By Stephanie Slinski
Evaluating how well bactericides, nutritional programs or other treatments work against HLB can be difficult. Symptoms are not uniform between trees in a grove, and tree health fluctuates throughout the season, which may give the appearance of an effect. Rigorous field trials are the best way to test new treatments, but not every treatment program can be tested in this manner. Growers can, however, gather some information on the changing health of a grove by choosing a small number of trees to follow throughout the year.
Trees can be scored based on severity of symptoms when treatments are initiated and every six months thereafter. This disease scoring is called disease indexing (DI). University of Florida’s Jim Syvertsen and Brandon Page, the field trial administrator for the Citrus Research and Development Foundation (CRDF), have developed DI parameters to evaluate CRDF field trials. The framework of this method is based on the methods of T. R. Gottwald, B. Aubert and Z. Xue-Yuan.
These methods evaluate the canopy by dividing each side of the tree into quadrants and assigning a single score from 0 to 5 to each quadrant. The reason for using this method is that the symptoms of HLB are not regularly distributed in the canopy of an infected tree. By dividing the canopy into quadrants on each side of the tree, the uneven distribution of symptoms in the canopy is taken into account.
HOW TO SCORE TREES
CRDF has developed a rating system to score each quadrant: 0 indicates a tree with no visible symptoms while 5 indicates the highest level of severity. Each of the quadrant scores are added together, with a maximum score of 40. We find that this is a more robust method compared with methods that score the tree as a whole. For CRDF field trials, trees with a DI around 20 are selected to evaluate because this indicates a moderate level of disease severity and we could expect some improvement with an effective treatment.
A minimum of 20 treated trees and 20 untreated trees is recommended for disease indexing. The selected trees should be initially similar in disease severity, which will limit the variability within the treated and untreated trees and make comparisons easier. In-depth instructions for setting up a simple field trial can be found here.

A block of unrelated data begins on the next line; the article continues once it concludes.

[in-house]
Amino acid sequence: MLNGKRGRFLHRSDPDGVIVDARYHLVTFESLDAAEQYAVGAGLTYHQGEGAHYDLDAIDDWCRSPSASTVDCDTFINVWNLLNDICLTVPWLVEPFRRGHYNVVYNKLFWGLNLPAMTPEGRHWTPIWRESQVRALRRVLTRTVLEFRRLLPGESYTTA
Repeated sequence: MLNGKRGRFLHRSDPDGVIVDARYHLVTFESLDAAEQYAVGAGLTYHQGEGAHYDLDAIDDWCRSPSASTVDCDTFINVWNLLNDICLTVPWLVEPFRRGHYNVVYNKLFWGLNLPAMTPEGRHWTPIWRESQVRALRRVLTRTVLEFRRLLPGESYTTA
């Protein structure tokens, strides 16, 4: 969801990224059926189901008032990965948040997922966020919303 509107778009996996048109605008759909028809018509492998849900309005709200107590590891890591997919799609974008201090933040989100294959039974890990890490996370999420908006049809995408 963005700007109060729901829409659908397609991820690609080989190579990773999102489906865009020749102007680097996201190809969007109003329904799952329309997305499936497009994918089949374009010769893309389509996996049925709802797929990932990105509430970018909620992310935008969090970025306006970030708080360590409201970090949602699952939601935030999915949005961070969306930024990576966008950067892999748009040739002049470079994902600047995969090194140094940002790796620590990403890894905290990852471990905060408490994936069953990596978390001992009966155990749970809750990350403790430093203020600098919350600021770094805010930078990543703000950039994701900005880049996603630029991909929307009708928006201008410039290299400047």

Getting a DI rating is rapid and should require no more than 10 to 20 seconds per one side of the tree for one person. For consistency, the same person(s) should rate trees each time. If a team is doing the rating, it should work together so that all team members rate both untreated and treated plots.
Disease indexing should take place before treatments are initiated and at 6-month intervals. A positive effect of a therapy for HLB-diseased trees would result in building new phloem and canopy improvement. Therefore, a clear treatment effect likely takes a minimum of six months in young, relatively healthy trees and one year or more for larger and more severely infected trees.
Facing the tree, divide the first side of the tree into quadrants by imagining a vertical and a horizontal line at mid-canopy height. Score each quadrant individually for visible symptoms on the 0 to 5 scale and combine the scores. Rate each quadrant on the opposite side of the tree from 0 to 5 in the same way, and combine the scores from each side of the tree for a total DI score of 0 to 40. Figure 1 shows an example of how one side of the canopy is scored.
CRDF continues to find ways to assist growers in assessing tree health and treatments, in addition to coordinating a broad program to develop and deliver solutions through sponsored research and working with private industry.
Stephanie Slinski is the bactericides project manager for the Citrus Research and Development Foundation in Lake Alfred.
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